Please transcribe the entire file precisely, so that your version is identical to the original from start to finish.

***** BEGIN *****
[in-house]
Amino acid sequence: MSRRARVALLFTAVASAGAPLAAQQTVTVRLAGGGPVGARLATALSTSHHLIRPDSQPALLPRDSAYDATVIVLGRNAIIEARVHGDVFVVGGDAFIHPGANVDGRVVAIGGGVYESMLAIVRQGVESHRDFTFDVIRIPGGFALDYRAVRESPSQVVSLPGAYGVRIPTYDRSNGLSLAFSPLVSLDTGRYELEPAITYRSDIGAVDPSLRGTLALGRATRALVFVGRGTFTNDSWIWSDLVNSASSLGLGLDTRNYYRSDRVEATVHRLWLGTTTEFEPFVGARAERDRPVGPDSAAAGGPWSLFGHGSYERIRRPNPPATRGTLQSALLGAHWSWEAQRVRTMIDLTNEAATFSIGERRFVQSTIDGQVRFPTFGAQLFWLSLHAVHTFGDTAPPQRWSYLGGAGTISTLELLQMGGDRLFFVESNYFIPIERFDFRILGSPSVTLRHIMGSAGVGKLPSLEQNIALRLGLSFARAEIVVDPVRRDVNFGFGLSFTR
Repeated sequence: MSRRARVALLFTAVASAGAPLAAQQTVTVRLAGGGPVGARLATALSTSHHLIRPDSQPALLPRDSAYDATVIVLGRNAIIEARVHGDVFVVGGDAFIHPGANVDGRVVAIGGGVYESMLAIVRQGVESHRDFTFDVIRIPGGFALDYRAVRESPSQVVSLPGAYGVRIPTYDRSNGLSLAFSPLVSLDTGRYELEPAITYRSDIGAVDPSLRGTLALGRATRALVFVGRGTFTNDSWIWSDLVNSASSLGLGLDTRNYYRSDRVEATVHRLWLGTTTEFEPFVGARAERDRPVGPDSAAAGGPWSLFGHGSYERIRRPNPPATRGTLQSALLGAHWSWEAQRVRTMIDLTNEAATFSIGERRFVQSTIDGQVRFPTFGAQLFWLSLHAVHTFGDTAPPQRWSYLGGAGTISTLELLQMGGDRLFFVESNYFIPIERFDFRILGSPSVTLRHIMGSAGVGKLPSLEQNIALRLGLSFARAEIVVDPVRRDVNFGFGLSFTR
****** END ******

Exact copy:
[in-house]
Amino acid sequence: MSRRARVALLFTAVASAGAPLAAQQTVTVRLAGGGPVGARLATALSTSHHLIRPDSQPALLPRDSAYDATVIVLGRNAIIEARVHGDVFVVGGDAFIHPGANVDGRVVAIGGGVYESMLAIVRQGVESHRDFTFDVIRIPGGFALDYRAVRESPSQVVSLPGAYGVRIPTYDRSNGLSLAFSPLVSLDTGRYELEPAITYRSDIGAVDPSLRGTLALGRATRALVFVGRGTFTNDSWIWSDLVNSASSLGLGLDTRNYYRSDRVEATVHRLWLGTTTEFEPFVGARAERDRPVGPDSAAAGGPWSLFGHGSYERIRRPNPPATRGTLQSALLGAHWSWEAQRVRTMIDLTNEAATFSIGERRFVQSTIDGQVRFPTFGAQLFWLSLHAVHTFGDTAPPQRWSYLGGAGTISTLELLQMGGDRLFFVESNYFIPIERFDFRILGSPSVTLRHIMGSAGVGKLPSLEQNIALRLGLSFARAEIVVDPVRRDVNFGFGLSFTR
Repeated sequence: MSRRARVALLFTAVASAGAPLAAQQTVTVRLAGGGPVGARLATALSTSHHLIRPDSQPALLPRDSAYDATVIVLGRNAIIEARVHGDVFVVGGDAFIHPGANVDGRVVAIGGGVYESMLAIVRQGVESHRDFTFDVIRIPGGFALDYRAVRESPSQVVSLPGAYGVRIPTYDRSNGLSLAFSPLVSLDTGRYELEPAITYRSDIGAVDPSLRGTLALGRATRALVFVGRGTFTNDSWIWSDLVNSASSLGLGLDTRNYYRSDRVEATVHRLWLGTTTEFEPFVGARAERDRPVGPDSAAAGGPWSLFGHGSYERIRRPNPPATRGTLQSALLGAHWSWEAQRVRTMIDLTNEAATFSIGERRFVQSTIDGQVRFPTFGAQLFWLSLHAVHTFGDTAPPQRWSYLGGAGTISTLELLQMGGDRLFFVESNYFIPIERFDFRILGSPSVTLRHIMGSAGVGKLPSLEQNIALRLGLSFARAEIVVDPVRRDVNFGFGLSFTR